6. A small directional microphone and stand. Don't frown, just get one. You want the sound coming from the person speaking, not all the sounds in the room, house and outside that are collected by the built-in microphone in recorders. If you ever forget to use one in your interview, you'll be sorry when you listen to your tape later. Who knew you could hear a truck three blocks away through walls?

7. Several pads of lined paper, post-it notes and throat lozenges, mints or whatever will keep the throats in the interview moist.

8. A tripod if you are using a video camera or maybe for your 35mm or digital camera.

9. A 12ft extension cord.

Looking at the list, you'd think the kit weighs 50 lbs and has to be moved around on wheels. Not so if you keep your camera(s) in their own carrying bag. My kit weighs around 4 lbs and isn't much larger than a 2 1/2" 3-ring binder. How did the nursery rhyme go? "It is just right".

I timed this note for early December so you'd have a chance to tell your sweetheart(s) that you know just what you want for Christmas..... the components of the Interview Kit and updates or purchases of your favorite genealogy software.

In the week following Christmas day, practice interviewing your spouse, children, others with your new tools and immediately listen to the recordings. You'll quickly learn what questions to ask and how to control the direction of the conversation.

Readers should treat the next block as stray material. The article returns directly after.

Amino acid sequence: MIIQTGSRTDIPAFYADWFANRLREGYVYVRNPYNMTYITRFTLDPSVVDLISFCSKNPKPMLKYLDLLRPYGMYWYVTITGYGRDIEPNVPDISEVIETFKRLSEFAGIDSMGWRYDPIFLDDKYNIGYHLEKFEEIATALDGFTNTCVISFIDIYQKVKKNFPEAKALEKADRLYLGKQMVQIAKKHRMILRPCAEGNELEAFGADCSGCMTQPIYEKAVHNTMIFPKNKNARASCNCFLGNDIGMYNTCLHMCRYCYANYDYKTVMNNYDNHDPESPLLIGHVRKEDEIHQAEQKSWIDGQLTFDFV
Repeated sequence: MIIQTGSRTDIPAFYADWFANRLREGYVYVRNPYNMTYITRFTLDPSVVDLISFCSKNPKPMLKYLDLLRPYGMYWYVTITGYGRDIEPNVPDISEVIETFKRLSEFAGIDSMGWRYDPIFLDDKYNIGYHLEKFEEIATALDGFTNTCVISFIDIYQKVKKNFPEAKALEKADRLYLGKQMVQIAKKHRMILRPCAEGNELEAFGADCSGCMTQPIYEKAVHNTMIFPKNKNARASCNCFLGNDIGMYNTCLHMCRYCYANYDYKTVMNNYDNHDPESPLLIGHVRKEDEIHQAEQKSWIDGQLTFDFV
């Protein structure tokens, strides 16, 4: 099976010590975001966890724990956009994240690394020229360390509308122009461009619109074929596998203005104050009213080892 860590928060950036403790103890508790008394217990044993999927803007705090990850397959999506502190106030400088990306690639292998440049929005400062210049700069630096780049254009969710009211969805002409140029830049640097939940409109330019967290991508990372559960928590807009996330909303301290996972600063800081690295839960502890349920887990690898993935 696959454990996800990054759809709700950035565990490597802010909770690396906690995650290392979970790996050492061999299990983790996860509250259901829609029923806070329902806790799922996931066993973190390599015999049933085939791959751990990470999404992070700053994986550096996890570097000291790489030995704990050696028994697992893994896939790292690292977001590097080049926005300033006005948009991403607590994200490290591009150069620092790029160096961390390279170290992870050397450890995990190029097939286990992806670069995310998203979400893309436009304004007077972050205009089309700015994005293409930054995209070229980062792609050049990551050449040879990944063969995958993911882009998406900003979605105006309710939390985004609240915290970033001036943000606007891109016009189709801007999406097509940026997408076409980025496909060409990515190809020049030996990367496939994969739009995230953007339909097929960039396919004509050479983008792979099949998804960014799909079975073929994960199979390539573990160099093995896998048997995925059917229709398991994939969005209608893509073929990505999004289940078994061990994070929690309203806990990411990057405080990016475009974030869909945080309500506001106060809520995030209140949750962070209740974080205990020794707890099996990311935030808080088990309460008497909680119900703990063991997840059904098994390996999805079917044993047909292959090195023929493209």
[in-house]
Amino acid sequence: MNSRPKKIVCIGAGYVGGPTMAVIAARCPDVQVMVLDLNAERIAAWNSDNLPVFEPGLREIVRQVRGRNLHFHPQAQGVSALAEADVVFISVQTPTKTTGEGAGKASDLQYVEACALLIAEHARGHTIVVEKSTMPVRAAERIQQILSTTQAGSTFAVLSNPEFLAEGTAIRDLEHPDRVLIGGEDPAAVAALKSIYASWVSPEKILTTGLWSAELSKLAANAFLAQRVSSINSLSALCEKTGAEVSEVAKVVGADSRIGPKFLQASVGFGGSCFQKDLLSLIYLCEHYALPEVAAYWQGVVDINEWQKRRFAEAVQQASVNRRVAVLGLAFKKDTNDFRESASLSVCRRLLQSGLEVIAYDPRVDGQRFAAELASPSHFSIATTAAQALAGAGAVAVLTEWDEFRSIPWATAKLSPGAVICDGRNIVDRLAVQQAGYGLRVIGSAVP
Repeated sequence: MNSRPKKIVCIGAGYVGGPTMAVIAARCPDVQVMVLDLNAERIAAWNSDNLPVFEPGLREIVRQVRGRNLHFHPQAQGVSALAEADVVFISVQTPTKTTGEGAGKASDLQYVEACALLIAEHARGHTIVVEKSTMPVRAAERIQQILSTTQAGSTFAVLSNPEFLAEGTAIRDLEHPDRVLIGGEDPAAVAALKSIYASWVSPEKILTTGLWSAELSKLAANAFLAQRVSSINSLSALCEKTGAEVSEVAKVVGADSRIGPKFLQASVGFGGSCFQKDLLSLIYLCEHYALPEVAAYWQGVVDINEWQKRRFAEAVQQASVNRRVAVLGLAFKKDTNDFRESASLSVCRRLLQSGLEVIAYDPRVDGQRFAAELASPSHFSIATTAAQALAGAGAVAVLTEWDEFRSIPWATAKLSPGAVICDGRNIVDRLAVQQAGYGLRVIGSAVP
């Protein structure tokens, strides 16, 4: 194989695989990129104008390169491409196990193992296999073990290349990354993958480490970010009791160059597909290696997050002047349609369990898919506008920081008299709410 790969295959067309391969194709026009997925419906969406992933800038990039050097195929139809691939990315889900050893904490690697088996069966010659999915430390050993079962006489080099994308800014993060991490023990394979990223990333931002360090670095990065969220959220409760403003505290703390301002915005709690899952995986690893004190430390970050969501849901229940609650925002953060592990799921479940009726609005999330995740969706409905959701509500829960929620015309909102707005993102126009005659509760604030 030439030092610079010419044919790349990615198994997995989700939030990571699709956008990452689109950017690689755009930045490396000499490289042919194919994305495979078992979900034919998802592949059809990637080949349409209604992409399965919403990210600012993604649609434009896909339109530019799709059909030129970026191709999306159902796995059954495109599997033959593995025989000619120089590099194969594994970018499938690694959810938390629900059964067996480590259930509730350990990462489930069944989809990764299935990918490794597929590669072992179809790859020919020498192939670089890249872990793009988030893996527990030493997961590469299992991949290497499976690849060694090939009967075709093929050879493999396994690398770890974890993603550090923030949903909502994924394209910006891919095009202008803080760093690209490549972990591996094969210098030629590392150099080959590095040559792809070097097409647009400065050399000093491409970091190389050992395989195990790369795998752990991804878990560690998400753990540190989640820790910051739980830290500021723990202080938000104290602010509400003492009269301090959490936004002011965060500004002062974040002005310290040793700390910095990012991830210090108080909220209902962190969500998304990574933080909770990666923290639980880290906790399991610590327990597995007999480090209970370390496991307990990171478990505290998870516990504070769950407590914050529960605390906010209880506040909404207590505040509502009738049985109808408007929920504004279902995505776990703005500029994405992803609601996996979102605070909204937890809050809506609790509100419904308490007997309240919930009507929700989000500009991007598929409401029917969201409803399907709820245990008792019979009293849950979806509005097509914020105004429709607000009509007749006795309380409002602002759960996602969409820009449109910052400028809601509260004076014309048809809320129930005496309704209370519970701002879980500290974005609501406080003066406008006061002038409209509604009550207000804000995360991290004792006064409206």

Transcribe the interview and print copies for your family and your own family history storage binders. Way to go! You got it right and will always be glad you 'got off dead center'.

Thursday, November 29, 2007

Data Mining and PJ's

I’ve spent several evenings reading through the Revolutionary War pension application and supporting documents of my 4th great grandfather, Abiel Chandler this week. I originally ordered the documents from the National Archives and Records Administration (NARA) several years ago and dutifully logged them into my Clooz records database, put them in acid-free sleeves and then filed them in a storage binder. Unfortunately, even though I’d read the data in the pension documents, I must have become temporarily addled, because I hadn’t transcribed the family history related info they contain into my records.